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# Trig word problem: modeling daily temperature

Sal solves a word problem about the daily change in temperature by modeling it with a sinusoidal function. Created by Sal Khan.

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• My equation was T(t) = 7.5sin(pi/12(t + 10) + 10.5
So... basically the only difference between his and mine is the plus or minus 10. If t was AM in F(t) and we want it to be AM (midnight), we have to go back 10 hours. Going back 10 hours is going to the left and going to the left 10 hours is adding 10 to t. That is my reasoning, but with his, it would seem that it is hours after PM because he subtracts 10. Subtracting 10 means 10 hours to the right. AM plus 10 hours is PM, not 12 AM

Am I wrong with my reasoning or is he wrong? •  Think about what happens to the graph. The graph starts right now at AM, but we want the graph to start at AM (10 hours earlier, as you said). So what he have graphed so far needs to be 10 hours in the future, so the graph needs to move to the right. That is why you have to replace `t` with `t - 10`.

In your equation, you are moving the graph 10 hours to the past, so your equation says, "What is the temperature `t` hours after PM".
• Ok this video is very confusing can somebody please simplify it? Sometimes Sal breaks things down so much that it actually at first is pretty confusing. • He started at 10am because 10am is the at the mid line of the function- like a sine function. Then he graphed a sine function from that (and the other information that the problem gives) and since all trig functions are periodic- he simply needed to shift the function 10 hours to get the real formula that the question was asking. So he just attacked a problem by making it simpler :) Hope this helps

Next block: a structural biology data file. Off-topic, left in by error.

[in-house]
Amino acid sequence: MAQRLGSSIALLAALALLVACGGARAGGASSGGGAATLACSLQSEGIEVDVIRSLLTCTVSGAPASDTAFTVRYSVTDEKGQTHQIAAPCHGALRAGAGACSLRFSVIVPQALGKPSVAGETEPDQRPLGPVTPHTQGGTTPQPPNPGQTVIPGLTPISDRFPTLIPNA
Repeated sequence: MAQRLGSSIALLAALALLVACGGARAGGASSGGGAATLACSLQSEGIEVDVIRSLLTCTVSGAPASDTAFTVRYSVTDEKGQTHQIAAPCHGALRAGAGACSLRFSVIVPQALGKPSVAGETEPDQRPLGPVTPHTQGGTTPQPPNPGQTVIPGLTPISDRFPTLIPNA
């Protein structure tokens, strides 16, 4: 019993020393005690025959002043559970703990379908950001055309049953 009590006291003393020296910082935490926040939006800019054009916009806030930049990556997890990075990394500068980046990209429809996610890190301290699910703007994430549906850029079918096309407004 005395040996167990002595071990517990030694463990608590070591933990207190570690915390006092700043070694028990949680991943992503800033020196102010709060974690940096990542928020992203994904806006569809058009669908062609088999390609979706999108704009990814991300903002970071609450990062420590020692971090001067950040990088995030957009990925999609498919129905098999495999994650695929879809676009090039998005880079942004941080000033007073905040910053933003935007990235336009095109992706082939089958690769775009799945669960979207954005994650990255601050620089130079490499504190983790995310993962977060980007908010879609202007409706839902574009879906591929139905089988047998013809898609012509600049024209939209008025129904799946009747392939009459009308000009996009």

• how do i know if it might be a sine function or a cosine? • At , When Sal substitutes -10 isn't the time then going to be 8 p.m ?
The question asks for temp after midnight which is after 12 a.m, shouldn't it be -14 then? if he is going to shift it to the right at 12 a.m.
I don't understand can someone please explain? • so, maybe i misconstrued something on the addition of 10 also (as others have stated), but if the function f(x) starts at 10 am, wouldn't the shift be 14 hours ahead (7.5sin(x-14)) + midline instead of "........(x-10)+midline)? please correct me if I'm mistaken, it happens often haha • It helps (for this example) if you switch to millitary time instead of two 12-hour cycles.
10.00 minus 10 hours would be 0.00 (midnight) and/or 10.00 plus 14 hours equals 0.00 (digital clocks usually switch to 0.00 after 23.59 instead of showing 24.00)
Therefore the equation "......(x-10))+midline" is correct, and the equation "......(x+14))+midline" is a correct solution.
• In the graph of first function F(t) you can clearly see what happens to the temp. after midnight. What is the point of the T(t) function other than to make midnight =0 hours, or is that the only point of T(t)? • Did any one else come up with -7.5 sin(Pi/12x + Pi/6) + 10.5? I did not use the initial simplification that Sal employed. The temperature is below the average prior to 10 a.m. To model the initial decline and the subsequent rise towards the average the sine reflected in the line of the equilibrium temperature seemed appropriate, hence the -sin. I then simply phase shifted with x+2 in order for the avarage to be reached at t-2 or 10 p.m. of the previous day. Obviously that includes hours not under consideration, but it is just a way of making the graph line up. • At Sal says that you could model it with either but what would the cosine version look like? • Here are the 4 equations I got (all from the original graph with t=0 at 10am (That's all you need.)

7.5sin((pi/12)(t+14))+10.5; (sin(t*pi/12 + 7pi/6)).(t=0 (midline) for sine is 10am.)
7.5sin((pi/12)(t-10))+10.5; (sin(t*pi/12 - 5pi/6)).
7.5cos((pi/12)(u+8))+10.5; (cos(u*pi/12 + 2pi/3)). (u=0 (max) for cosine is 4pm.)
7.5cos((pi/12)(u-16))+10.5; (cos(u*pi/12 - 4pi/3)).

(If you extend the graph out another 24 hrs and relabel the x axis with 4pm = 0, you get the cosine graph and its proper 0 point).